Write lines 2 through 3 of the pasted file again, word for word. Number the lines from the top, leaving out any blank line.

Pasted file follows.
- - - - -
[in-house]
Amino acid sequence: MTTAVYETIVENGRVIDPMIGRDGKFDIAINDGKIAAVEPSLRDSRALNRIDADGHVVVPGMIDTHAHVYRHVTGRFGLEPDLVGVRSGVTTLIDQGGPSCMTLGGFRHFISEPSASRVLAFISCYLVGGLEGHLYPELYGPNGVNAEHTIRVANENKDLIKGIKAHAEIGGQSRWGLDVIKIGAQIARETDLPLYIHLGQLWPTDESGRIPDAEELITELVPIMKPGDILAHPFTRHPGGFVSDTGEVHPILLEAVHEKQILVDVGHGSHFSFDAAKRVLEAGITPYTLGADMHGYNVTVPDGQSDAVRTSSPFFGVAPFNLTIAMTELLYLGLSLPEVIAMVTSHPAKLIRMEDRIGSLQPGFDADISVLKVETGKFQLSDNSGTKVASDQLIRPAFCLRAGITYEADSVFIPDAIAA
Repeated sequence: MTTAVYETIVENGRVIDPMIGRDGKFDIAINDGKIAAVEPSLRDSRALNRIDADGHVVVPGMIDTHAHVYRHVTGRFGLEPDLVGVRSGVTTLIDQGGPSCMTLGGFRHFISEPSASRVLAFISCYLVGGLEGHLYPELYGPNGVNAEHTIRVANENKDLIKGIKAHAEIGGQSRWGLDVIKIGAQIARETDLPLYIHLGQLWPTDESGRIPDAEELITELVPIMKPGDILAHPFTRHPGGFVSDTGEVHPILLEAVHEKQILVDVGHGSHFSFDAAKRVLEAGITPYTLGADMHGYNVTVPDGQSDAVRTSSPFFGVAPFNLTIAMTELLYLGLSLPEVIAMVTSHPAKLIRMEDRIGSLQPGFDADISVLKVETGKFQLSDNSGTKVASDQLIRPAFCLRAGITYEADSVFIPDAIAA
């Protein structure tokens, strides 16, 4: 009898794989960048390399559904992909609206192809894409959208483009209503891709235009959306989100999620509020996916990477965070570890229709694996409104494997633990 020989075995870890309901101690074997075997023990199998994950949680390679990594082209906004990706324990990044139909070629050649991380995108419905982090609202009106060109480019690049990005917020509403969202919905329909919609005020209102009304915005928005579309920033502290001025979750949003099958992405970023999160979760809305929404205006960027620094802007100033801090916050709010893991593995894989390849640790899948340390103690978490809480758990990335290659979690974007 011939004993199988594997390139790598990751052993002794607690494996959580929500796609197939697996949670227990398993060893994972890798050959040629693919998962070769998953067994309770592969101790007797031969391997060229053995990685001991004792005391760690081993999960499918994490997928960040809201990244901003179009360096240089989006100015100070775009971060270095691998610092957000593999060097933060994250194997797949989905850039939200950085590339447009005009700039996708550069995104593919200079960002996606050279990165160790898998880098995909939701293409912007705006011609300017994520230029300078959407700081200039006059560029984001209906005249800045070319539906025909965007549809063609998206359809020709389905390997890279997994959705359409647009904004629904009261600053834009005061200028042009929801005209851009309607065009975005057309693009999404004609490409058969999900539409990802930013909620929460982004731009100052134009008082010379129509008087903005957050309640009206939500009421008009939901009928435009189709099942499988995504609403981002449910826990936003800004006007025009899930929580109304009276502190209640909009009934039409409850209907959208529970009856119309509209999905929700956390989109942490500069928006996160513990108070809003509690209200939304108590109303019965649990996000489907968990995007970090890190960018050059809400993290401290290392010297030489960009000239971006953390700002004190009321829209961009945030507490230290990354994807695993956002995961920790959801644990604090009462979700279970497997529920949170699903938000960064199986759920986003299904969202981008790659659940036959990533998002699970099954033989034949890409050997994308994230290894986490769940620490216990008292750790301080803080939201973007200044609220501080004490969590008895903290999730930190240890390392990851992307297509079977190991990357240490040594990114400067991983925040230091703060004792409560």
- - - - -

Amino acid sequence: MTTAVYETIVENGRVIDPMIGRDGKFDIAINDGKIAAVEPSLRDSRALNRIDADGHVVVPGMIDTHAHVYRHVTGRFGLEPDLVGVRSGVTTLIDQGGPSCMTLGGFRHFISEPSASRVLAFISCYLVGGLEGHLYPELYGPNGVNAEHTIRVANENKDLIKGIKAHAEIGGQSRWGLDVIKIGAQIARETDLPLYIHLGQLWPTDESGRIPDAEELITELVPIMKPGDILAHPFTRHPGGFVSDTGEVHPILLEAVHEKQILVDVGHGSHFSFDAAKRVLEAGITPYTLGADMHGYNVTVPDGQSDAVRTSSPFFGVAPFNLTIAMTELLYLGLSLPEVIAMVTSHPAKLIRMEDRIGSLQPGFDADISVLKVETGKFQLSDNSGTKVASDQLIRPAFCLRAGITYEADSVFIPDAIAA
Repeated sequence: MTTAVYETIVENGRVIDPMIGRDGKFDIAINDGKIAAVEPSLRDSRALNRIDADGHVVVPGMIDTHAHVYRHVTGRFGLEPDLVGVRSGVTTLIDQGGPSCMTLGGFRHFISEPSASRVLAFISCYLVGGLEGHLYPELYGPNGVNAEHTIRVANENKDLIKGIKAHAEIGGQSRWGLDVIKIGAQIARETDLPLYIHLGQLWPTDESGRIPDAEELITELVPIMKPGDILAHPFTRHPGGFVSDTGEVHPILLEAVHEKQILVDVGHGSHFSFDAAKRVLEAGITPYTLGADMHGYNVTVPDGQSDAVRTSSPFFGVAPFNLTIAMTELLYLGLSLPEVIAMVTSHPAKLIRMEDRIGSLQPGFDADISVLKVETGKFQLSDNSGTKVASDQLIRPAFCLRAGITYEADSVFIPDAIAA